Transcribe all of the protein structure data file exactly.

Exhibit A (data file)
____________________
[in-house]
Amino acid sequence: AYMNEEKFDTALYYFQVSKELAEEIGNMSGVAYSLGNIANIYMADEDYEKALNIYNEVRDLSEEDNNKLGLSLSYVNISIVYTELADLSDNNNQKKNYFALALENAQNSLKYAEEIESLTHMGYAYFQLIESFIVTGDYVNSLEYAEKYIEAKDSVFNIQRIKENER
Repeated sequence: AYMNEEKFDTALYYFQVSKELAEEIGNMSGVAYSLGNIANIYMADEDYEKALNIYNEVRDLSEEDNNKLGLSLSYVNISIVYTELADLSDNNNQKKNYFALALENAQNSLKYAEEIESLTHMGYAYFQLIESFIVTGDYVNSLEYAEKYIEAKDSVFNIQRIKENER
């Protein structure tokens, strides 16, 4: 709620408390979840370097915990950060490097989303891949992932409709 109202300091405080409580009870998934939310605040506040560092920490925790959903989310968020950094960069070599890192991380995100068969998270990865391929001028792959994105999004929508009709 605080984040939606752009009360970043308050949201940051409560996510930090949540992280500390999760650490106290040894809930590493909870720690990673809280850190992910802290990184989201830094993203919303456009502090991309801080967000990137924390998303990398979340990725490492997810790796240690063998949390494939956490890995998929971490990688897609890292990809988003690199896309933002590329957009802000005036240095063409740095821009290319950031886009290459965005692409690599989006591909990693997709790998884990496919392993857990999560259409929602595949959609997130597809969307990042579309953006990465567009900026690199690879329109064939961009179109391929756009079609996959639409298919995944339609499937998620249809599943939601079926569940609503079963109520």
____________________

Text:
[in-house]
Amino acid sequence: AYMNEEKFDTALYYFQVSKELAEEIGNMSGVAYSLGNIANIYMADEDYEKALNIYNEVRDLSEEDNNKLGLSLSYVNISIVYTELADLSDNNNQKKNYFALALENAQNSLKYAEEIESLTHMGYAYFQLIESFIVTGDYVNSLEYAEKYIEAKDSVFNIQRIKENER
Repeated sequence: AYMNEEKFDTALYYFQVSKELAEEIGNMSGVAYSLGNIANIYMADEDYEKALNIYNEVRDLSEEDNNKLGLSLSYVNISIVYTELADLSDNNNQKKNYFALALENAQNSLKYAEEIESLTHMGYAYFQLIESFIVTGDYVNSLEYAEKYIEAKDSVFNIQRIKENER
């Protein structure tokens, strides 16, 4: 709620408390979840370097915990950060490097989303891949992932409709 109202300091405080409580009870998934939310605040506040560092920490925790959903989310968020950094960069070599890192991380995100068969998270990865391929001028792959994105999004929508009709 605080984040939606752009009360970043308050949201940051409560996510930090949540992280500390999760650490106290040894809930590493909870720690990673809280850190992910802290990184989201830094993203919303456009502090991309801080967000990137924390998303990398979340990725490492997810790796240690063998949390494939956490890995998929971490990688897609890292990809988003690199896309933002590329957009802000005036240095063409740095821009290319950031886009290459965005692409690599989006591909990693997709790998884990496919392993857990999560259409929602595949959609997130597809969307990042579309953006990465567009900026690199690879329109064939961009179109391929756009079609996959639409298919995944339609499937998620249809599943939601079926569940609503079963109520």